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BEIJING - China's economy is expected to expand at 8.2 percent in 2012 and 8.6 percent in 2013 as domestic demand will continue to boost the world's second-largest economy amid weak external demand, the World Bank (WB) said Thursday.
"The Chinese economy is in the midst of a gradual slowdown," the WB said in its China Quarterly Update released on Thursday, expecting cyclical weakness to dominate the country's near-term outlook.
The WB's projection about China's economic outlook was 0.3 percentage points lower than what the Asian Development Bank forecast on Wednesday.
The WB projected domestic demand will contribute 8.4 percentage points to China's growth in 2012 as consumption growth slows slightly partly due to base effects and investment growth decelerates rather sharply.
Meanwhile, as world trade is anticipated to remain weak, external demand will subtract some 0.3 percentage points from growth. The projected rebound remains modest as these trends are likely to weigh on 2013 as well, the WB said in its report.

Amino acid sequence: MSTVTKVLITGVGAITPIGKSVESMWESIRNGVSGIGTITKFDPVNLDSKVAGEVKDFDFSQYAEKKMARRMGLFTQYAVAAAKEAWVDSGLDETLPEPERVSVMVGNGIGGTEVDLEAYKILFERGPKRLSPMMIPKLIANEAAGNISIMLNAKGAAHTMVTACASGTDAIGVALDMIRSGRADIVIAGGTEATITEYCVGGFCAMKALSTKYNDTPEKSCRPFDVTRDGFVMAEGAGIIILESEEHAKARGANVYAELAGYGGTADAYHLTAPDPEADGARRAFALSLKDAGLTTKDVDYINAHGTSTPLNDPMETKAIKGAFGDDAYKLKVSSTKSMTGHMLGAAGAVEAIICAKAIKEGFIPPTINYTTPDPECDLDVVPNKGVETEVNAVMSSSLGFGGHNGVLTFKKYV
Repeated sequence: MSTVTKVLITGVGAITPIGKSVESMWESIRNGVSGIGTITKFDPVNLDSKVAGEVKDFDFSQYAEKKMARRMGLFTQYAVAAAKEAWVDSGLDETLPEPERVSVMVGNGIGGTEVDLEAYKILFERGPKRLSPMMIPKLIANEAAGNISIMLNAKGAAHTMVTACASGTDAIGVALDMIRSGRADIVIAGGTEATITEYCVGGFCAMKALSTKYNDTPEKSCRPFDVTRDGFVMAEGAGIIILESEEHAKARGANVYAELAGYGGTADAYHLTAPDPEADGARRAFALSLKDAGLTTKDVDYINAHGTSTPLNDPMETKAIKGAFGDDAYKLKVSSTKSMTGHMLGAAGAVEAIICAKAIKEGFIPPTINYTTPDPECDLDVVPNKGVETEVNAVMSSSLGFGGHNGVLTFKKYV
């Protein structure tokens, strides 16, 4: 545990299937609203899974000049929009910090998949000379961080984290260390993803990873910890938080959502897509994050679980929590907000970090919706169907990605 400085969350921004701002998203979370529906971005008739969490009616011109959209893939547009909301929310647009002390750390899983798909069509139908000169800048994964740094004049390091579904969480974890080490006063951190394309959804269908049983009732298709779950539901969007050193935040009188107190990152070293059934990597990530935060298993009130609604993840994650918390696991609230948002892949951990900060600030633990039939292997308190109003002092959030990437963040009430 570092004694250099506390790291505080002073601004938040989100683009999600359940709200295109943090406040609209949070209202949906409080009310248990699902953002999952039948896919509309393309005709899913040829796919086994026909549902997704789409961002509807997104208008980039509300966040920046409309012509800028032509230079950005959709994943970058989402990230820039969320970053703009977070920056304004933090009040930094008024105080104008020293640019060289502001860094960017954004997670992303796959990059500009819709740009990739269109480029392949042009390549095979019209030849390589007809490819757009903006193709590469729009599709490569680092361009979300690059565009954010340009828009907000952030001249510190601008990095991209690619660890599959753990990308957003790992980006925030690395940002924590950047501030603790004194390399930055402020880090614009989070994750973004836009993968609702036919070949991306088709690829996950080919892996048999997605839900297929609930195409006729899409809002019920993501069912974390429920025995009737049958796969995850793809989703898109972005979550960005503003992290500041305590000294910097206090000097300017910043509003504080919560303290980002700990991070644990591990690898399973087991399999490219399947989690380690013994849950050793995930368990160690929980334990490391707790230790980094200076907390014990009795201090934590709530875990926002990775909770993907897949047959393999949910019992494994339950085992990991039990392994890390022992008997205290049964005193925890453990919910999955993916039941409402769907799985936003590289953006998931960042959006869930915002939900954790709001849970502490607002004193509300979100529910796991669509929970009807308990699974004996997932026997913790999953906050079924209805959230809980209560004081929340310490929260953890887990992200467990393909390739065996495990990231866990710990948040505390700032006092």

Inflation looks to rise by 3.2 percent in China in 2012, as growth slows, commodity-price impulses fade and property markets cool further, the WB said.
China's external terms of trade will likely improve as import prices dependent on commodities decelerate by more than export prices dominated by manufactures.
The appreciation of the Chinese currency Renminbi, or the yuan, is expected to slow as long as the weak external environment continues to weigh on export volumes and prices, said the report.
The current account surplus is projected to increase slightly to 3 percent of GDP in 2012 and 3.3 percent in 2013. Terms of trade improvements offset an initially lower trade balance driven by export weakness and import robustness, according to the report.
With trade volumes recovering in 2013 and the terms of trade improving further, the surplus would also expand in 2013. Despite continued net capital inflows, foreign exchange reserves would accumulate more slowly.
While projecting a gradual slowdown, the WB warned of two significant downside risks for China's economic growth -- the ability of high income countries to avert a deeper economic downturn and the ongoing correction in property markets domestically.